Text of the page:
When there are more cabin crew than passengers, you know you’re in for a comfortable flight.
Flying has suddenly become a lot harder (even impossible) as countries, and states, close their borders to minimise the spread of coronavirus (Covid-19).
Australia’s government has now put a total ban on its citizens travelling until further notice, and many other countries are in total lockdown.
Despite the hardline stance to combat the spread of coronavirus, there are people still flying (if they can get flights), including aide workers and those who are travelling on compassionate grounds.
Travelling on these so-called ghost flights right now is a surreal experience, as I discovered last week flying from Ho Chi Minh City to Hong Kong with Cathay Pacific and then from Hong Kong to Sydney with Qantas. Both flights were less than half full.
Here’s what I learned about flying at a time when everyone else is bunkered down.
> Most of the time airports and airplanes are eerily empty. Other times you suddenly encounter packed flights and a mass of people frantic to get somewhere.
> Social distancing is easy to practice given the huge number of empty seats on most flights.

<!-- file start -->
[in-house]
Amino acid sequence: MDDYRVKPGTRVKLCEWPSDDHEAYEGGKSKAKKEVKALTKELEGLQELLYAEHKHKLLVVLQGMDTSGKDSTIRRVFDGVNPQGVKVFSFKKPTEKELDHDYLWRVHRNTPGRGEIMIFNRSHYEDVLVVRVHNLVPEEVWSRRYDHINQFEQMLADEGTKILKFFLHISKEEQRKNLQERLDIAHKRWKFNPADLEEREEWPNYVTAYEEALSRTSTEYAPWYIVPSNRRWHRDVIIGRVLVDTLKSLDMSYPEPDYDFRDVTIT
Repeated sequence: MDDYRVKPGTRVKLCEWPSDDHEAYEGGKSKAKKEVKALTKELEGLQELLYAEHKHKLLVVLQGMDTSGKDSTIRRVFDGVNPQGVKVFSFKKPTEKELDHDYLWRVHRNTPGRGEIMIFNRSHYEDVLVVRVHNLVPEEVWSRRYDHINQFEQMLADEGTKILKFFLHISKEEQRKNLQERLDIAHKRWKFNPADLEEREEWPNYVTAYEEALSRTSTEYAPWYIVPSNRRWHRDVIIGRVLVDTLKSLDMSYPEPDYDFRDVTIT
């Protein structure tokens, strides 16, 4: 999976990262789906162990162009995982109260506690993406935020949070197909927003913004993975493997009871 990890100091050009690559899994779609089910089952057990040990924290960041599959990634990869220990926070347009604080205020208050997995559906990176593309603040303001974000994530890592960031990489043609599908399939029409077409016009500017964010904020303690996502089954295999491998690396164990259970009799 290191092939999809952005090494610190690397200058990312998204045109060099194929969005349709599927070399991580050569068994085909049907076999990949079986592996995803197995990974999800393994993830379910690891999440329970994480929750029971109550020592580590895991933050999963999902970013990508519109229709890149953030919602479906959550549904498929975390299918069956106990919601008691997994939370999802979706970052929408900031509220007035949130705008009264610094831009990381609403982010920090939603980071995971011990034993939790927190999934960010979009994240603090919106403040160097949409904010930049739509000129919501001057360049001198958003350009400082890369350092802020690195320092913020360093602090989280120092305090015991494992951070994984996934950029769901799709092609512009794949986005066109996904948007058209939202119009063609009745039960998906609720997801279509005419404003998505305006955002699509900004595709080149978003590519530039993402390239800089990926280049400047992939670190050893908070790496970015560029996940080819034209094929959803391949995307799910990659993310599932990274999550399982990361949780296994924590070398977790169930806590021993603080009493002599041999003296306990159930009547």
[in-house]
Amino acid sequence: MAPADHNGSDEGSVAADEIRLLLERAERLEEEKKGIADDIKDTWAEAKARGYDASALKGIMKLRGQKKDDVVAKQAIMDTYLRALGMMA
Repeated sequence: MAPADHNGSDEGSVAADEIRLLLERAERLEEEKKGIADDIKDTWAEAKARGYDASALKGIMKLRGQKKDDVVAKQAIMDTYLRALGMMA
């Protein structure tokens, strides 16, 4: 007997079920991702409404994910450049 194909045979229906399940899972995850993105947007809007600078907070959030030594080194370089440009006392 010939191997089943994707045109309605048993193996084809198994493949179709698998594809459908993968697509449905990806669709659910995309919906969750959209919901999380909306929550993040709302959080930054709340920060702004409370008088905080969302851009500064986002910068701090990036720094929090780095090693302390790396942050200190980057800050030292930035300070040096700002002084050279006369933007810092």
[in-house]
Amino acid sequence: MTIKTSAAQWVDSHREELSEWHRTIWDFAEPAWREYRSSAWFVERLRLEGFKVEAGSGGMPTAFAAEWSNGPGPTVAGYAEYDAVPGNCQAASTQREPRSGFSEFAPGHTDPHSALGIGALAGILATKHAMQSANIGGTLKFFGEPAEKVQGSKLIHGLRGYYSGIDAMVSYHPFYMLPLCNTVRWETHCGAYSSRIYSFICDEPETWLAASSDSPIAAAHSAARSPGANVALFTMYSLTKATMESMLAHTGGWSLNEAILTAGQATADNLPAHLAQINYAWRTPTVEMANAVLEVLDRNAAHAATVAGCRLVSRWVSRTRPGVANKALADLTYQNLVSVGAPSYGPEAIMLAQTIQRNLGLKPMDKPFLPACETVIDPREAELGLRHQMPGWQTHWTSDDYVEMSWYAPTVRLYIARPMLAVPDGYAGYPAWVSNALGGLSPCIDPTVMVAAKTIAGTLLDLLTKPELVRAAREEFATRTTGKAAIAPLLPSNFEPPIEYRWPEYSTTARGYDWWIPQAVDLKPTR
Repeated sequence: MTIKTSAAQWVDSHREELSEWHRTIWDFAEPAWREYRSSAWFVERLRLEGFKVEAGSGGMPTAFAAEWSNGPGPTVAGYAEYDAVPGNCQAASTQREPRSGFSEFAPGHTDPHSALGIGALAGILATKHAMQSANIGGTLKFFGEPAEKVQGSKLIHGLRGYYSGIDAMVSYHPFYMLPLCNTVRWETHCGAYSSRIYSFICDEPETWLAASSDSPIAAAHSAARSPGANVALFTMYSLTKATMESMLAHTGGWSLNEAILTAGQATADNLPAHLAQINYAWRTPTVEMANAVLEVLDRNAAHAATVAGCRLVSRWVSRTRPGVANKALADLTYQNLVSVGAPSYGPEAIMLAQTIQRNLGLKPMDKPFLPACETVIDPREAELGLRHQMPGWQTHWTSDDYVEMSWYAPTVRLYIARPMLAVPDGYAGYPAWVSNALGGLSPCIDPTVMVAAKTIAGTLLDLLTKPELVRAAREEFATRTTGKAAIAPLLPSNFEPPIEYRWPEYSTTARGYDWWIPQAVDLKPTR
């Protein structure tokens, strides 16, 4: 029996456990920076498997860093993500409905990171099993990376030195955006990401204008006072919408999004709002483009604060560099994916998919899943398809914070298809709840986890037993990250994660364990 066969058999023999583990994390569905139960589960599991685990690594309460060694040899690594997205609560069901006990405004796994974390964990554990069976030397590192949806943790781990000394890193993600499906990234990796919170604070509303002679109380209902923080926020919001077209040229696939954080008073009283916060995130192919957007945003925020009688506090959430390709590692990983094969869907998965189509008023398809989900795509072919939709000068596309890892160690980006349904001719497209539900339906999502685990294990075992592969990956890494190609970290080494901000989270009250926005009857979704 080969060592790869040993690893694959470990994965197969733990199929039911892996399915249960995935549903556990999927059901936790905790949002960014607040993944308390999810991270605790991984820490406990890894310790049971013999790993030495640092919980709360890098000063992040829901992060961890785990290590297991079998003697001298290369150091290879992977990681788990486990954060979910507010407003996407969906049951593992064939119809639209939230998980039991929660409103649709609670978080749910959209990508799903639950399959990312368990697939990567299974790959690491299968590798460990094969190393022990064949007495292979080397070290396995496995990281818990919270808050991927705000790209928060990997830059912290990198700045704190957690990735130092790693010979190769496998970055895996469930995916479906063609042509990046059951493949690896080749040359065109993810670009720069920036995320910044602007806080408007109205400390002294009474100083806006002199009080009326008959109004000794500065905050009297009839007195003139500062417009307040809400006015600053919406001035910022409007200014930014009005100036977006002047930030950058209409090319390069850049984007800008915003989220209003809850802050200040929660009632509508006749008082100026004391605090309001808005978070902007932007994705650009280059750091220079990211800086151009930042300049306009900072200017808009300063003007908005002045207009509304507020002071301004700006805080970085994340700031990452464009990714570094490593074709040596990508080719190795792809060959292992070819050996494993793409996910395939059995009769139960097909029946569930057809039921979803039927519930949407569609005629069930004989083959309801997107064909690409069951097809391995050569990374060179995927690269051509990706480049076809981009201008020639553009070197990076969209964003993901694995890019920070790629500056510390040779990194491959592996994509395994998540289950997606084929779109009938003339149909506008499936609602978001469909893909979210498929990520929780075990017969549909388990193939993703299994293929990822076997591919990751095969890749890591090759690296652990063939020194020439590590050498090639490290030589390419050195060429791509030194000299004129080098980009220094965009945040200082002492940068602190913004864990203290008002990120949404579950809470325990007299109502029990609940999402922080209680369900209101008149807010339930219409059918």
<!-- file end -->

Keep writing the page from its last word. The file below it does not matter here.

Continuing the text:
> It might be considered the poor man’s business class, but on many long-haul flights there are so many empty seats that most people can actually lie down and sleep.
> There are also extra meals so you can often have seconds, if airline food is your thing. Qantas cabin crew actually told us there were so many spare meals that the whole cabin could have a second serve. I politely declined.
> You can put your seat back with confidence that there's probably no one sitting behind you. It’s still worth checking.
> Because these are uncertain times for everyone, cabin crew and fellow passengers seemed more courteous, helpful and considerate than usual.
> But if anybody dares cough or sneeze on a plane, you can bet everyone will give them a death stare.
> Even though there are so many empty seats, don't think you're more likely to score an upgrade. It doesn't work like that. Airlines usually compensate for the lack of passengers at the pointy end by putting more cargo in the forward underbelly. That balances the weight when most passengers are in economy seats at the rear.
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